The Coffee People took David and Kate's money, and the money from a lot of other people, and used it to grow like never before. They opened many new stores in other towns and other states. They grew so fast they couldn't wait for new stores to be built, so they started buying other people's stores and putting the Coffee People name on them. They were so busy growing there wasn't a lot of happiness to share. The line that showed the happiness went down like a frown, instead of up like a smile the way it was supposed to, but David and Kate held on to their little piece of the business because they liked the Coffee People and wanted them to be happy too.

It was around this time that David and Kate started noticing that the happy little Coffee People stores were looking less like a funky basement shop and more like a McDonald's with tie-dye. That the clever slogans on the reader board outside each store weren't as clever as they had been, and that all the stores had the same slogans and all changed their slogans at the same time. That the coffee drinks had been re-sized, with new clever names so you couldn't tell you weren't getting quite as much for your money as you used to. And the happiness line went down and down. The Coffee People were getting bigger, all right, but they weren't getting any happier.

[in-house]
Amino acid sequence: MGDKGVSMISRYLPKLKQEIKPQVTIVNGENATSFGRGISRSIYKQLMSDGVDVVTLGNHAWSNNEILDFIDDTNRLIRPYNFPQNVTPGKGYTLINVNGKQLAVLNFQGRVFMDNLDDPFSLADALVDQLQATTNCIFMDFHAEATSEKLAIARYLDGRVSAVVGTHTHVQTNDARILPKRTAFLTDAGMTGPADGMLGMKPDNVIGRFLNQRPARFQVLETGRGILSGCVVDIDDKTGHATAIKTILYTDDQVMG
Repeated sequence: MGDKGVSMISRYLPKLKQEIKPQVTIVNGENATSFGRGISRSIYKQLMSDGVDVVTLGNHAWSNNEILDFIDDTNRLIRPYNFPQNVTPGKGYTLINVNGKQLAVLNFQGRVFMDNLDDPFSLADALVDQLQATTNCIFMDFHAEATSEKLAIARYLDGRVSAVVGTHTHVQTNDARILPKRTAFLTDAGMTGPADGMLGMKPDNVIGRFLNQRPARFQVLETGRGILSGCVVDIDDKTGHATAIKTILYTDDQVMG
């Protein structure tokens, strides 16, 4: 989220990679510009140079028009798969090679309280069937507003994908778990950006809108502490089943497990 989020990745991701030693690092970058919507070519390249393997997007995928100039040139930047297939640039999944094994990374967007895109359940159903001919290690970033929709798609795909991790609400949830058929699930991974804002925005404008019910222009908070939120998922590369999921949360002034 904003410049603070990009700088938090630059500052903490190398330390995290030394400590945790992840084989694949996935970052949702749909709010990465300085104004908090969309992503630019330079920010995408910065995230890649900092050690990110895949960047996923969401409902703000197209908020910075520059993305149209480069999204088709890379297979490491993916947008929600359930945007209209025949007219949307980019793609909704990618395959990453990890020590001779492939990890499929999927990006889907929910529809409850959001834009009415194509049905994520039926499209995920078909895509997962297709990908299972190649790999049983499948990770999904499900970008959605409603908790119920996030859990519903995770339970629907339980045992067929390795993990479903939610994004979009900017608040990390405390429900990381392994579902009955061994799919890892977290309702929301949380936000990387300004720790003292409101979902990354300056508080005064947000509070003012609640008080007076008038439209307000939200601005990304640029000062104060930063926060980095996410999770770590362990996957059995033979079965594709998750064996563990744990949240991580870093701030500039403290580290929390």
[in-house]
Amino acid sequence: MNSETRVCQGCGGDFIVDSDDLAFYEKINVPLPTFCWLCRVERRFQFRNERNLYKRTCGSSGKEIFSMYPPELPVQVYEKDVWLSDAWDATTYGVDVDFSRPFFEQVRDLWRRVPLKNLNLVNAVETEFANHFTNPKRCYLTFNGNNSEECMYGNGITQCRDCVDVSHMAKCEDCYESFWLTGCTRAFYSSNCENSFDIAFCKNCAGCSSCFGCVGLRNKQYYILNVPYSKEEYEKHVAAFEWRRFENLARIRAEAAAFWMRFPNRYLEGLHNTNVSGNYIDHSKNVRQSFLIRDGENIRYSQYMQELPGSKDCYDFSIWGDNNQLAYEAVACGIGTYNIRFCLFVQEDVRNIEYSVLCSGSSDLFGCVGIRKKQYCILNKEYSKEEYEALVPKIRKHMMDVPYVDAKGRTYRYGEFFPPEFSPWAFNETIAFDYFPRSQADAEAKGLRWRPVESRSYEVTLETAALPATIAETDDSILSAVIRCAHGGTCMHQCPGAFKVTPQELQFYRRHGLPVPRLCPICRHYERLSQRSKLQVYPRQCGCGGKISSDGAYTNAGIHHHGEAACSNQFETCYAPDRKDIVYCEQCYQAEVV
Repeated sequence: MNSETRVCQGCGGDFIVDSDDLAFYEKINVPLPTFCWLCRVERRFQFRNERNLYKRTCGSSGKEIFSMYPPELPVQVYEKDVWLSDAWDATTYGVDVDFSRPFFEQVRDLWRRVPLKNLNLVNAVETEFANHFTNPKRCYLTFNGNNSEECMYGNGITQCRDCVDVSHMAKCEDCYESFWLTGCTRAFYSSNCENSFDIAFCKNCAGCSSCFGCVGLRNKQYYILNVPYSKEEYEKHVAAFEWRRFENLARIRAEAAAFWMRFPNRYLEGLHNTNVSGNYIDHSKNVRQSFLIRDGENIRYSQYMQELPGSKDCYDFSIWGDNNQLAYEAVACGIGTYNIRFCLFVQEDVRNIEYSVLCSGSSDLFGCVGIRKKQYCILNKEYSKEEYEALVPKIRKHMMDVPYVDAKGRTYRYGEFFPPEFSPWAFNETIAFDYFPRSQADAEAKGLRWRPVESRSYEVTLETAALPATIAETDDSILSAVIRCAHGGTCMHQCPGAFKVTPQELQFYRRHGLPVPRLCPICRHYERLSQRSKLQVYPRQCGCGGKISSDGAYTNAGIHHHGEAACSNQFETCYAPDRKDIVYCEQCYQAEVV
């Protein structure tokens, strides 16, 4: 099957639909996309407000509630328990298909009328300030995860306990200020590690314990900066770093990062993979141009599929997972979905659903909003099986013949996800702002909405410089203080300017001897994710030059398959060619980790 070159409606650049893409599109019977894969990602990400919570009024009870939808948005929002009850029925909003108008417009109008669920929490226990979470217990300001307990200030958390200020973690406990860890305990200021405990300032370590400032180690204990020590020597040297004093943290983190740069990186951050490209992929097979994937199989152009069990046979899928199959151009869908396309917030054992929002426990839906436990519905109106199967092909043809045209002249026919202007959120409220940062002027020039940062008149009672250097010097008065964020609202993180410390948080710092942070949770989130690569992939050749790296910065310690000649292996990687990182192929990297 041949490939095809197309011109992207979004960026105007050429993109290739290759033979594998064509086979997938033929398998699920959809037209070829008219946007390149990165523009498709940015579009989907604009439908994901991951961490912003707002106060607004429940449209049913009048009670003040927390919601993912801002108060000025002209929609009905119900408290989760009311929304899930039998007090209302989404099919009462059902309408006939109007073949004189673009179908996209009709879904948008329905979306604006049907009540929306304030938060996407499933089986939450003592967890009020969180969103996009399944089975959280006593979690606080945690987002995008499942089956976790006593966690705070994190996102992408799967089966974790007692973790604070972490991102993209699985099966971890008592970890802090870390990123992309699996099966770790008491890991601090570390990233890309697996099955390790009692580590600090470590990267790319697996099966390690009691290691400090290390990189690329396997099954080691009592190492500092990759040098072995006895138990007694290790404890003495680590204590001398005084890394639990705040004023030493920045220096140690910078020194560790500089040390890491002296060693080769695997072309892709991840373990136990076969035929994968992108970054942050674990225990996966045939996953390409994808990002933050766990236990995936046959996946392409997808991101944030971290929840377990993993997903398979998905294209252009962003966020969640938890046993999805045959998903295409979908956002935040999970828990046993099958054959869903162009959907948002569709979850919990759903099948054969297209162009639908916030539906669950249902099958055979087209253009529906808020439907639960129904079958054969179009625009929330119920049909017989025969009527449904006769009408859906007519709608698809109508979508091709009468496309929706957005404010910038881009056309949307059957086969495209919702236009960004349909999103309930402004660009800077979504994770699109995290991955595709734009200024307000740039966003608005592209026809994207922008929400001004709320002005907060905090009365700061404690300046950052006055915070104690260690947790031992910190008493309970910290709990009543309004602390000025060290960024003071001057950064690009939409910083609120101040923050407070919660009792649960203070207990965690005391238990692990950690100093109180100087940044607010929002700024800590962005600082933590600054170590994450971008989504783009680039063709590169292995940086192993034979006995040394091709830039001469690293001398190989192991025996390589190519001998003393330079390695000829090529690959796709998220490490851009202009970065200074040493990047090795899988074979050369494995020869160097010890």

Finally the Coffee People got so unhappy that they had to stop growing. They sold off a lot of the stores they had bought from other people. They closed down some of the original stores that weren't making enough money. Finally they had to sell the whole company. Some nice businessmen came down from Canada and bought enough of the pieces of Coffee People that they could tell the company what to do, and the Coffee Man quit his job and went off to seminary instead.